New kid on ethics block challenges bioethics
Neuroethics subverts long-accepted views of human nature
It is hard to believe that bioethics as a discipline has existed only for about 40 years. It is even harder to accept that its glory days are already over and that the really exciting issues are in the brand spanking new field of neuroethics. This is the challenge set down by the editor of the new journal Neuroethics, Neil Levy, in his first editorial. "Biomedical knowledge promised, and still promises, to transform our understanding of life," he writes. "Neuroscientific knowledge promises to transform our understanding of something yet more intimate: of what it means to be a thinking being."
As he describes it, neuroethics is certainly more philosophical and speculative than bioethics, which is in danger of withering into a dry calculus of procedures and protocols. Levy says that neuroethics will investigate questions like: what is the nature of morality? What explains losses of self-control? When are beliefs justified? How should knowledge be pursued? And at this point, his neuroethicist colleagues seems to be giving thoroughly materialistic and utilitarian answers to these questions.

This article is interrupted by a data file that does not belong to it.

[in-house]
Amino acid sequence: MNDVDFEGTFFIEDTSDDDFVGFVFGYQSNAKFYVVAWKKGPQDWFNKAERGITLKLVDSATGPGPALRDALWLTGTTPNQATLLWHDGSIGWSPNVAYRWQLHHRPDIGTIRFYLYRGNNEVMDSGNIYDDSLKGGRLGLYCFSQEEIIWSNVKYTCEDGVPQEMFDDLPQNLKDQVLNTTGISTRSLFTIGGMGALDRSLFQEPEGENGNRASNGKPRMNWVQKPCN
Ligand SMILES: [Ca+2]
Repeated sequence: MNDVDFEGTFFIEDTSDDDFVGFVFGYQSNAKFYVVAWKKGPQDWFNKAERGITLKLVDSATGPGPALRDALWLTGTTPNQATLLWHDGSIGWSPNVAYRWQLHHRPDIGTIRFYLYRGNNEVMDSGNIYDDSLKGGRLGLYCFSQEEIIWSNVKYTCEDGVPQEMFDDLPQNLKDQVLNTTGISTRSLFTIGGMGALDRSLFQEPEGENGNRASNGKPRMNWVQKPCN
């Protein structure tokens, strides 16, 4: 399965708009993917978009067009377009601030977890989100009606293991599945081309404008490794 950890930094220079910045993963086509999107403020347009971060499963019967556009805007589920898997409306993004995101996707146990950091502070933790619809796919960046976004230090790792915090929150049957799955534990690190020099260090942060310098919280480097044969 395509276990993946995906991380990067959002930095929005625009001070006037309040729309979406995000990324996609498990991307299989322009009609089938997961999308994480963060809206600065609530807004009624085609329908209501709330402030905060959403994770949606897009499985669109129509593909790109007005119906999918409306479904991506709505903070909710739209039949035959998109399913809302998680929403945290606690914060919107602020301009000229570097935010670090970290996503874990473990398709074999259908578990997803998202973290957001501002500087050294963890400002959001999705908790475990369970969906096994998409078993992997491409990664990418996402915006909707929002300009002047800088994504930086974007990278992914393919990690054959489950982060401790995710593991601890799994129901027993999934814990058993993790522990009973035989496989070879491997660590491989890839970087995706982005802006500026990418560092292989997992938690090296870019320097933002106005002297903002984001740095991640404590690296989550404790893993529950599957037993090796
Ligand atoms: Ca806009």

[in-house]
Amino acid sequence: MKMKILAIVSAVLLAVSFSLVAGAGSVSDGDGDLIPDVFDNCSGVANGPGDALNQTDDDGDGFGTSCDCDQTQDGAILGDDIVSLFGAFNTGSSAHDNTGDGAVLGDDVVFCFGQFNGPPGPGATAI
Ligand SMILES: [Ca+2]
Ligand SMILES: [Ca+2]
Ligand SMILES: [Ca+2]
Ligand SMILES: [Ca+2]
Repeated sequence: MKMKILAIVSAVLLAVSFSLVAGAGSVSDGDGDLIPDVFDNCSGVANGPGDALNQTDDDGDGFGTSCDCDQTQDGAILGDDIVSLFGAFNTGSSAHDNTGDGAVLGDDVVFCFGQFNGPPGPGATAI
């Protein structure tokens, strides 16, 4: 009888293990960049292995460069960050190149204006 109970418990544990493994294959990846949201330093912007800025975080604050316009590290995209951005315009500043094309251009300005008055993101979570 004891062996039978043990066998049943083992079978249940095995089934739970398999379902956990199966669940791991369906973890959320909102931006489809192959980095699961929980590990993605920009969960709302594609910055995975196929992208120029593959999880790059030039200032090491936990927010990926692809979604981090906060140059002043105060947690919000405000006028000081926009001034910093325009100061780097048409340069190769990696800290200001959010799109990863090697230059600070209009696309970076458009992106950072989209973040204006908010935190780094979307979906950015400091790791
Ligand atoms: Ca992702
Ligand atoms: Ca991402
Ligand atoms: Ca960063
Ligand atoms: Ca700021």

Levy highlights three major areas of inquiry for this burgeoning discipline: rationality, autonomy and morality. The tentative state of play is as follows. Our rationality is extremely limited, as we are governed by automatic mental processes; we rely upon heuristics and mental biases to make sense of the world; and we are pervasively subject to confirmation bias. Our autonomy is illusory, as we have little power to govern our behaviour by our judgement and our self-control is easily exhausted. Finally, our moral sense is not rational, but swamped by raw emotion. It is doubtful that moral argument can lead to moral progress.
In short, neuroethics is a radical discipline which will be deployed to deconstruct mankind’s treasured illusions – and to offer new answers to "some of our oldest and deepest puzzles". One example of novelties to come is a paper by bioethicist Julian Savulescu and his colleague Anders Sandberg on latter-day love potions. Tackling the vexing problem of divorce, they prescribe "biological interventions" and neuroenhancement. They conclude: "Love is one of the fundamental aspects of human existence. It is to a large part biologically determined. We should use our growing knowledge of the neuroscience of love to enhance the quality of love by biological manipulation." Stay tuned for future developments. ~ Neuroethics, March
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